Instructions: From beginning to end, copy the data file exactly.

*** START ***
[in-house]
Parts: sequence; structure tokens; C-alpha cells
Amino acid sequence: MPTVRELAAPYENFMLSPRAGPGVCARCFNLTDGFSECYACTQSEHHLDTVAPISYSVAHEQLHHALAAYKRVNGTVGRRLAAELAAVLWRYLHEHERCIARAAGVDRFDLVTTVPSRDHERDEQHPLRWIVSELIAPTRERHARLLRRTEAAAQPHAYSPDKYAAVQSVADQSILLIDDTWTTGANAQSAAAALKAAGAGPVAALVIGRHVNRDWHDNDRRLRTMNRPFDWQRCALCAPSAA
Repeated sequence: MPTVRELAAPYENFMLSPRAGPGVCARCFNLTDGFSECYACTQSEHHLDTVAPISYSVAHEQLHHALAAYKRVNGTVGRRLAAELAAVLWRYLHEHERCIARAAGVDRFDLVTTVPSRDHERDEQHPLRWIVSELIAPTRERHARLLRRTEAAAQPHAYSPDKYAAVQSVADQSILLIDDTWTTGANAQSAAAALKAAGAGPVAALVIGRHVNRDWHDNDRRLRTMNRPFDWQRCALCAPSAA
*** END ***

[in-house]
Parts: sequence; structure tokens; C-alpha cells
Amino acid sequence: MPTVRELAAPYENFMLSPRAGPGVCARCFNLTDGFSECYACTQSEHHLDTVAPISYSVAHEQLHHALAAYKRVNGTVGRRLAAELAAVLWRYLHEHERCIARAAGVDRFDLVTTVPSRDHERDEQHPLRWIVSELIAPTRERHARLLRRTEAAAQPHAYSPDKYAAVQSVADQSILLIDDTWTTGANAQSAAAALKAAGAGPVAALVIGRHVNRDWHDNDRRLRTMNRPFDWQRCALCAPSAA
Repeated sequence: MPTVRELAAPYENFMLSPRAGPGVCARCFNLTDGFSECYACTQSEHHLDTVAPISYSVAHEQLHHALAAYKRVNGTVGRRLAAELAAVLWRYLHEHERCIARAAGVDRFDLVTTVPSRDHERDEQHPLRWIVSELIAPTRERHARLLRRTEAAAQPHAYSPDKYAAVQSVADQSILLIDDTWTTGANAQSAAAALKAAGAGPVAALVIGRHVNRDWHDNDRRLRTMNRPFDWQRCALCAPSAA